Cost of Needle Aspiration in Dogs
The cost of needle aspiration in dogs will vary depending on standards of living and additional treatment and diagnostic costs incurred. Fine needle aspiration is typically an inexpensive procedure which ranges in cost from $25 to $200. These costs may or may not include laboratory fees.
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Needle aspiration is not recommended for dogs that have oral lesions or masses, since general anesthesia or sedation will be required to obtain a cell sample. In dogs with dermatological masses, all masses should be evaluated using fine needle aspiration. Sometimes, some skin masses can be benign while others are cancerous.
There are very few complications associated with needle aspiration. The main concern is misdiagnosis. However, misdiagnosis is incredibly rare, particularly if the pathologist and veterinarian are highly skilled. If the appearance of the aspirated mass changes significantly after aspiration, re-aspiration may be required.
Many conditions diagnosed by fine needle aspiration are difficult to prevent. Owners should make sure their dogs attend regular veterinary checkups so that underlying conditions can be diagnosed and treated quickly.
Efficacy of Needle Aspiration in Dogs
Fine needle aspiration is one of the most effective diagnostic and biopsy methods available today. It is also one of the least invasive diagnostic procedures, and causes virtually no pain for pets. In fact, the needle used for aspiration is typically thinner than needles used for vaccination. However, fine needle aspiration is not 100% effective. The effectiveness of needle aspiration ranges from 90.9% to 97.9%. The effectiveness of fine needle aspiration biopsy is 70% to 80%.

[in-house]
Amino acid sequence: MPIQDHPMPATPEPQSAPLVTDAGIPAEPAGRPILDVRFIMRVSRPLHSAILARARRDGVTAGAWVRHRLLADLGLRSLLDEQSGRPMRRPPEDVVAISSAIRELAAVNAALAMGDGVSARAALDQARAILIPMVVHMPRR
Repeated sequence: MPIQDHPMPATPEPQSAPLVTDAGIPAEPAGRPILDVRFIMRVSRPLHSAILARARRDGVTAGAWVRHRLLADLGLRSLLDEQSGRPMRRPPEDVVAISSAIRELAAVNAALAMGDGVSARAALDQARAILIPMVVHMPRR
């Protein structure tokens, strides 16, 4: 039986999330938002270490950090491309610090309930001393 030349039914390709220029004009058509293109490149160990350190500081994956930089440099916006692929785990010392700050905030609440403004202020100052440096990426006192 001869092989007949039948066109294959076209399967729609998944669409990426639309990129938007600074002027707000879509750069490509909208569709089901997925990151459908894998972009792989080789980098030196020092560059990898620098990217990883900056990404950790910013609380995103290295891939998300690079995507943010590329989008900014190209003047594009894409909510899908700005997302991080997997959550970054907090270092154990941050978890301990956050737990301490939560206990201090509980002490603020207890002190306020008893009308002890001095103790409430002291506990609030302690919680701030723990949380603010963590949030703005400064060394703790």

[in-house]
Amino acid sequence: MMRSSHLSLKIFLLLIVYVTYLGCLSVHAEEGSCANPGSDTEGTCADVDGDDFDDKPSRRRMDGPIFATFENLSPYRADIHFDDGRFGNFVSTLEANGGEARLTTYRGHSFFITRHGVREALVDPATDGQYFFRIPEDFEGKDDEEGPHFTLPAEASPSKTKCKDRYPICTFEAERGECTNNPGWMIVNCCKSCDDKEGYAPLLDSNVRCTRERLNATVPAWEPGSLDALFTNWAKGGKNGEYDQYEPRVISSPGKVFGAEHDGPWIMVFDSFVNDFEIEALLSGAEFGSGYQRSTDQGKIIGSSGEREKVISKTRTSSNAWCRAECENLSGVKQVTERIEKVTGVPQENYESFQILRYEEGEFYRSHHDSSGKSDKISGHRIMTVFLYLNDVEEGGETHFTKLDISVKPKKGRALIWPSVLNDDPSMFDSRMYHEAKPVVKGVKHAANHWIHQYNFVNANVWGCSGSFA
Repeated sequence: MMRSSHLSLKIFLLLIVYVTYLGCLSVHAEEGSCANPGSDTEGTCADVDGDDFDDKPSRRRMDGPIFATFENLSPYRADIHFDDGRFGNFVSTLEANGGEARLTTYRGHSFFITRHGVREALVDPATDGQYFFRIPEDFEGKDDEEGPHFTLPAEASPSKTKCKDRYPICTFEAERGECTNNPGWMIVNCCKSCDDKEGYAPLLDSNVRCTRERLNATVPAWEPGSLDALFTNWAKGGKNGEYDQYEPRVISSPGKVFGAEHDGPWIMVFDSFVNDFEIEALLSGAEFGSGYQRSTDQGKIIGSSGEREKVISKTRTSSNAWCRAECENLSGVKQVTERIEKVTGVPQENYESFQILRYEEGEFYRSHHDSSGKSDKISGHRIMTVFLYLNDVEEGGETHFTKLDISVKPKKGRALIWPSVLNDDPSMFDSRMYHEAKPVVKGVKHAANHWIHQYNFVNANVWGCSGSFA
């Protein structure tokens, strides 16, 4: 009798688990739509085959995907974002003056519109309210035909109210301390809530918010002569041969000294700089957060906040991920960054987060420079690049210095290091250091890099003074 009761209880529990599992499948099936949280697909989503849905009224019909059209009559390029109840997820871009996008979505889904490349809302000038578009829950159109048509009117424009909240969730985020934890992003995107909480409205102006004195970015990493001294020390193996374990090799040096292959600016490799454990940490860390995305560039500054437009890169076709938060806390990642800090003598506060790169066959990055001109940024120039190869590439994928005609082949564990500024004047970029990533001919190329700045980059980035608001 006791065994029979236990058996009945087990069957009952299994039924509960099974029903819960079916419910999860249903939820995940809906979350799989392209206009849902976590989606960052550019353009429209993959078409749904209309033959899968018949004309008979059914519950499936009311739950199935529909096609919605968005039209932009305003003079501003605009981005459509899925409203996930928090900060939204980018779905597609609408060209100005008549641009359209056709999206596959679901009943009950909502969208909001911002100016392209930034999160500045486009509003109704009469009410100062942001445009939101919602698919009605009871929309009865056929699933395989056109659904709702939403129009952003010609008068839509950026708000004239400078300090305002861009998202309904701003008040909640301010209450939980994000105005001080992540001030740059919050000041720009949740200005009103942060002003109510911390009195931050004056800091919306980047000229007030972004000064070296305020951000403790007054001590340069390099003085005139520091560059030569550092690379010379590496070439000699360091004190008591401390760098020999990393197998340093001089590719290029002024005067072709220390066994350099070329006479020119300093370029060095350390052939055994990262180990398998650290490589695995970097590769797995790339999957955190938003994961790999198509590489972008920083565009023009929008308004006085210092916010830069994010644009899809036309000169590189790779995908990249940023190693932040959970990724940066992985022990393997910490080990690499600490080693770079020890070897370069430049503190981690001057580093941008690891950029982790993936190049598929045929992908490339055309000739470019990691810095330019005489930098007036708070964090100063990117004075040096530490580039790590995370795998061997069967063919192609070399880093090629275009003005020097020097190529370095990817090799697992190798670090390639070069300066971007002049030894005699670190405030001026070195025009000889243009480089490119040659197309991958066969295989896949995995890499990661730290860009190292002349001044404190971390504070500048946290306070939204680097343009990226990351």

There is a chance that diseased cells will not be collected through fine needle aspiration. This applies particularly to certain types of cancer cells. While fine needle aspiration may help confirm some forms of cancer, other types of cancer cells – notably sarcomas – are more difficult to collect. This occurs because sarcoma cells do not easily exfoliate, or separate from the mass. Tissue biopsy is recommended to confirm a diagnosis of cancer.
Because it is a diagnostic procedure, dogs will not need to recover from fine needle aspiration. The veterinarian will contact the owner when the histology results come in – usually within one to two days – to determine the best course of treatment. If owners notice any changes in mass size or appearance, they should contact their veterinarian right away.
Read Chapter 9 and Listen to This Webinar
This is such a tricky area that Dr. Dressler and Dr. Ettinger dedicated an entire chapter (chapter 9) of The Dog Cancer Survival Guide to the subject. Dr. Dressler also addresses this topic in several of his Ask Dr. Dressler webinars, including one called 19 Most Common Mistakes We Make When Dealing with Dog Cancer. (Both the book and access to webinar recordings come in The Dog Cancer Kit.)
How To Tell If Your Dog’s Lump Is Cancer
If you notice a lump has appeared overnight on your dog’s neck, chest, leg, or back, don’t panic. Many pet parents will fear their dog has cancer, but before you jump to the worst-case scenario, schedule an appointment with your vet to evaluate the lump. It may be a lipoma.
A lipoma is a common type of tumor that affects approximately 16% of dogs1. Though the word “tumor” may sound frightening, it’s important to know that these abnormal growths are benign fat build-ups and typically harmless.
In this article, we’ll cover everything you need to know about canine lipomas, removal costs, treatment methods, and more.
Pro Tip: Not sure whether you should take your dog to the vet to get a lump checked out? With pet insurance, you can worry less about the cost of vet visits with peace of mind knowing that you’ll be reimbursed for out-of-pocket expenses spent on covered medical conditions.